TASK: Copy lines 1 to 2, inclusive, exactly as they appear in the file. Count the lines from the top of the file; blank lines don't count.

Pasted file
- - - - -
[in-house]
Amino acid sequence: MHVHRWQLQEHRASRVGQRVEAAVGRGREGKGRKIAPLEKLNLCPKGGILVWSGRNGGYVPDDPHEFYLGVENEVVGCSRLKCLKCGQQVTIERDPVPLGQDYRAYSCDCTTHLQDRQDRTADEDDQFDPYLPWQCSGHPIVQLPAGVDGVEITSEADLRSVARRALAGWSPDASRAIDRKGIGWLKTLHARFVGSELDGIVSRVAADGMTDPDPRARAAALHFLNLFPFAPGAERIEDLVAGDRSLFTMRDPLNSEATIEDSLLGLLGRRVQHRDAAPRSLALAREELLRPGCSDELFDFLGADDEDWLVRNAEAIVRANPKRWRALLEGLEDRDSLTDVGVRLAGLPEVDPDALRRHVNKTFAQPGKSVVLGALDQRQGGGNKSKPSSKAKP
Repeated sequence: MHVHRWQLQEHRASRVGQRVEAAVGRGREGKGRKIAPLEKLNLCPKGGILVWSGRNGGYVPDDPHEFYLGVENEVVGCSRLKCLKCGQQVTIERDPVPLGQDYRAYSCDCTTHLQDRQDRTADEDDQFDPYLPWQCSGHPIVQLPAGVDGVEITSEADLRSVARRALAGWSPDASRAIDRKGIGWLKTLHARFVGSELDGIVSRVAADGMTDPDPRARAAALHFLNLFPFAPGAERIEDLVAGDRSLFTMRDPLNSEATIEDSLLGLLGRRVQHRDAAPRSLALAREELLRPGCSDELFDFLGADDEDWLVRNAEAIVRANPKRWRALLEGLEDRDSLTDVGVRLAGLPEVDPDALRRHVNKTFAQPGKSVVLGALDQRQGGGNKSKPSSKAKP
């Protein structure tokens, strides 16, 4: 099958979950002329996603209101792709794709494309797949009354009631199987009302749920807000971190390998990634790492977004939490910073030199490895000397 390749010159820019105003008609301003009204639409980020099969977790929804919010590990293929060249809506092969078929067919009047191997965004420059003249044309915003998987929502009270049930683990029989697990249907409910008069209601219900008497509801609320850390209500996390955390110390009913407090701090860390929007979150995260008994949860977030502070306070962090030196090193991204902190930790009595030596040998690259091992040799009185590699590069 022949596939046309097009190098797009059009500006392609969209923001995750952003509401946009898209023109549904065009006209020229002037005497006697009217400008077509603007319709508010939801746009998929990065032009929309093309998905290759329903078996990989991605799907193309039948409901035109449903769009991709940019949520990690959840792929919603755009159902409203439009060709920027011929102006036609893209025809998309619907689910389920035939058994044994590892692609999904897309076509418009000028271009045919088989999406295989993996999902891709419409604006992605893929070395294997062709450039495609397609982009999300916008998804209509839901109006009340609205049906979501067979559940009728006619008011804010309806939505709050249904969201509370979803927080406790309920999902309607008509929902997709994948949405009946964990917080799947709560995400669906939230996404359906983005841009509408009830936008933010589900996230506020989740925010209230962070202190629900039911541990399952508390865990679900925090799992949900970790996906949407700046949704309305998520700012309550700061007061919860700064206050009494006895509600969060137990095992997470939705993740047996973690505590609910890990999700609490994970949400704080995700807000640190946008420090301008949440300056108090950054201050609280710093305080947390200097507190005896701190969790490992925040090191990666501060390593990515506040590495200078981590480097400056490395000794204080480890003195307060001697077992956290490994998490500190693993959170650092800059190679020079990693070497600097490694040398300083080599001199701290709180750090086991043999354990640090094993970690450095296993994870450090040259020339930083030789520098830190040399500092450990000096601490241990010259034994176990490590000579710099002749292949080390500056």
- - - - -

[in-house]
Amino acid sequence: MHVHRWQLQEHRASRVGQRVEAAVGRGREGKGRKIAPLEKLNLCPKGGILVWSGRNGGYVPDDPHEFYLGVENEVVGCSRLKCLKCGQQVTIERDPVPLGQDYRAYSCDCTTHLQDRQDRTADEDDQFDPYLPWQCSGHPIVQLPAGVDGVEITSEADLRSVARRALAGWSPDASRAIDRKGIGWLKTLHARFVGSELDGIVSRVAADGMTDPDPRARAAALHFLNLFPFAPGAERIEDLVAGDRSLFTMRDPLNSEATIEDSLLGLLGRRVQHRDAAPRSLALAREELLRPGCSDELFDFLGADDEDWLVRNAEAIVRANPKRWRALLEGLEDRDSLTDVGVRLAGLPEVDPDALRRHVNKTFAQPGKSVVLGALDQRQGGGNKSKPSSKAKP